This week, my personality is a lady that I have never met who was brought to my attention by Rosie Wynne-Meador. Jackie Flynt is a remarkable individual who has dedicated her life to rescuing and restoring horses to a quality of life when all other options for these poor creatures had run out. I have chatted with her on a couple of occasions and asked her to answer a few questions in between her multiple chores that she is “saddled” with each day. With her full daily schedule, we had to conduct our interview via email; the answers she provided me were astonishing and absolutely wonderful to read! This lady is so down to earth and her love for these forgotten, often abused animals so large I wonder what we would do without these dedicated citizens who go about their work without the need for fanfare for their service. Once more I am truly amazed with the fantastic work that is being accomplished right here within our midst without our knowledge.
Jackie is a true Calvert County girl and has spent her entire 43 years on her family’s farm in Port Republic. Her dad raised tobacco, and once the use of tobacco became deglamorized, he chose to raise horses on his land instead. Jackie became involved at an early age and has been in love with them her entire life. Upon graduating from Calvert High School in 1990, she tried to make a living away from the farm, but found the standard 9 to 5 job very unfulfilling and missed being with her horses. She made a gradual transition to teaching riding lessons a few days a week. She also started taking in privately owned horses for training. Early in her adult life, she realized that her love of this type of life, while very hard and not always profitable, was what she really wanted to do. She decided to give up a “normal life” and dedicate herself to the caring of these guys.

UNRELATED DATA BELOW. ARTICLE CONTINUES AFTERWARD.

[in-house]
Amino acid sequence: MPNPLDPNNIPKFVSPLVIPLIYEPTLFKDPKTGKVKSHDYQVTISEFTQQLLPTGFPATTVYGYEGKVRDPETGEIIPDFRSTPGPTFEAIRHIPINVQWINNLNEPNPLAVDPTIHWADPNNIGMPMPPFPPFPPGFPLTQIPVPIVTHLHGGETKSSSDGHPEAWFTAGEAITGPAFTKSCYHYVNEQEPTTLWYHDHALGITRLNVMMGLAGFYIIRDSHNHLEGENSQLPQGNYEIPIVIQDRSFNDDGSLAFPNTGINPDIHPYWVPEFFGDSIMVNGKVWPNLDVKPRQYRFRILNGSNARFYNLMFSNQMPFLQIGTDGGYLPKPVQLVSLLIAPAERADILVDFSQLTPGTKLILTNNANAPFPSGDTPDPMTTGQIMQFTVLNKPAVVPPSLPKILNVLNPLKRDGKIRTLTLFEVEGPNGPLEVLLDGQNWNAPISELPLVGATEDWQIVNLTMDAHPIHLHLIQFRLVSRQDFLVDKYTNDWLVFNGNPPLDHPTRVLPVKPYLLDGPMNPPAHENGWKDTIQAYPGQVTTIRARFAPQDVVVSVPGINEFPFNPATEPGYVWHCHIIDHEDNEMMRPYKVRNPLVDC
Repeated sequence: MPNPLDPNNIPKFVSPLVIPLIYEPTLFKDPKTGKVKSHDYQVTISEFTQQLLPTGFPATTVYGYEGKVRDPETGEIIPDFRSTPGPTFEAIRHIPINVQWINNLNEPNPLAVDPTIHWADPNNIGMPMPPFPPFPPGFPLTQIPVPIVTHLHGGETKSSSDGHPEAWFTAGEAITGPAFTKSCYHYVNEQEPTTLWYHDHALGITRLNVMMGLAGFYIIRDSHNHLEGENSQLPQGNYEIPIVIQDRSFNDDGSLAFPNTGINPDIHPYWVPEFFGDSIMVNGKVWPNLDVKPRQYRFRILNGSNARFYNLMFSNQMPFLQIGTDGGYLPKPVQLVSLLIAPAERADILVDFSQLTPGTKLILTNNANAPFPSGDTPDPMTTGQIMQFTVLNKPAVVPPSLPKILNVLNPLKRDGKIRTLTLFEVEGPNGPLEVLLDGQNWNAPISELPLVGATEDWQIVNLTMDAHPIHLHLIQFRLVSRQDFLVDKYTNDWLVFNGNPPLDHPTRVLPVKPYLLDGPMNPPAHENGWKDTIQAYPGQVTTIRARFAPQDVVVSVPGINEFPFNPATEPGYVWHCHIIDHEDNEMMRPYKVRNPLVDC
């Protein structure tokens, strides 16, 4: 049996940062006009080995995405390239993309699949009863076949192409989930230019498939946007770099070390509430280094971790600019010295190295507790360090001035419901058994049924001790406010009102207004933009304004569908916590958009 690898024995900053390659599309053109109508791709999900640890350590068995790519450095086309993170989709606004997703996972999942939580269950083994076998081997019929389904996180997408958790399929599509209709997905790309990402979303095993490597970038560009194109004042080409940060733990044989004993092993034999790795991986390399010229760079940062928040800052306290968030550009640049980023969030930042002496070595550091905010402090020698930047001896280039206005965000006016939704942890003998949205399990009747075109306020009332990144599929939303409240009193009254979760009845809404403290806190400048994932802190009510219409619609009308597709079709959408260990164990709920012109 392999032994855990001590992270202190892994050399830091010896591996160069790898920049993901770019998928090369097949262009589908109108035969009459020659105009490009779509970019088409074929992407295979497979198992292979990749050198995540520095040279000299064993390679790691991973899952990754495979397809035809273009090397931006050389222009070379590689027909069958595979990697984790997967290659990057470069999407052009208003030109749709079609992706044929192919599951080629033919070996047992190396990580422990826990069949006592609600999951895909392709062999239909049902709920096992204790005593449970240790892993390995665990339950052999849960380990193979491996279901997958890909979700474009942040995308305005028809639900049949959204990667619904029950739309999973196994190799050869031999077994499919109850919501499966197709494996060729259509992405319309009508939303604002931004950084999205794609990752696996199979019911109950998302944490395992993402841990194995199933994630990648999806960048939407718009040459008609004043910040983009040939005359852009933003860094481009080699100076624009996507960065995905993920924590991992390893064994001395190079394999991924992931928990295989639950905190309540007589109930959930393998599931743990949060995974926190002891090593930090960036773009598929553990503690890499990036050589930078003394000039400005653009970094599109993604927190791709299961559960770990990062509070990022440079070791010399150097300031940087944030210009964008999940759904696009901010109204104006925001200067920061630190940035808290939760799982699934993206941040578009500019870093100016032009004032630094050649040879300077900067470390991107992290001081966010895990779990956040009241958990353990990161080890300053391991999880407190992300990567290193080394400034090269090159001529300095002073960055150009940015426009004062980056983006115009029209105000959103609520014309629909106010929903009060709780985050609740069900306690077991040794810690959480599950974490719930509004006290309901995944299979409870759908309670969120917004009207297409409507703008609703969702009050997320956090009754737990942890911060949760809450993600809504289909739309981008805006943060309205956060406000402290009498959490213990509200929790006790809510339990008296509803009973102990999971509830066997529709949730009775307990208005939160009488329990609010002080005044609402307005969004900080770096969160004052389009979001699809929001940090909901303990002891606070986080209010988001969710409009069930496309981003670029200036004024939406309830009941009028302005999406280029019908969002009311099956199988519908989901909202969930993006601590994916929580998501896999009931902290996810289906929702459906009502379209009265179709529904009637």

She is well prepared for this work, taking lessons starting at the age of six and continued through her teenage years and throughout her adult life. She showed horses for many years and still attends training clinics to increase her knowledge. She credits Chrissy and Andy Johnson of “Second Chance Horsemanship” and Corey Jackson with providing her and her crew with her most valuable lessons. She says “she never stops learning and every day is a lesson taught to me by the horse I am training!”
I have learned quite a bit about these animals during this short time “chatting” with Jackie. I never realized there were as many unwanted horses who were untrainable, under fed, or no longer cared for. I know all about the poor “Easter Bunnies” and the gold fish dilemmas when kids lose interest in their “must have” animals, but never considered the same fate often befalls these big “pets”! Jackie’s inability to say “No” led her to become the “dumping ground” for these unloved horses. Her fellow equestrians thought she was crazy for it takes months to train them, feed them and find them homes.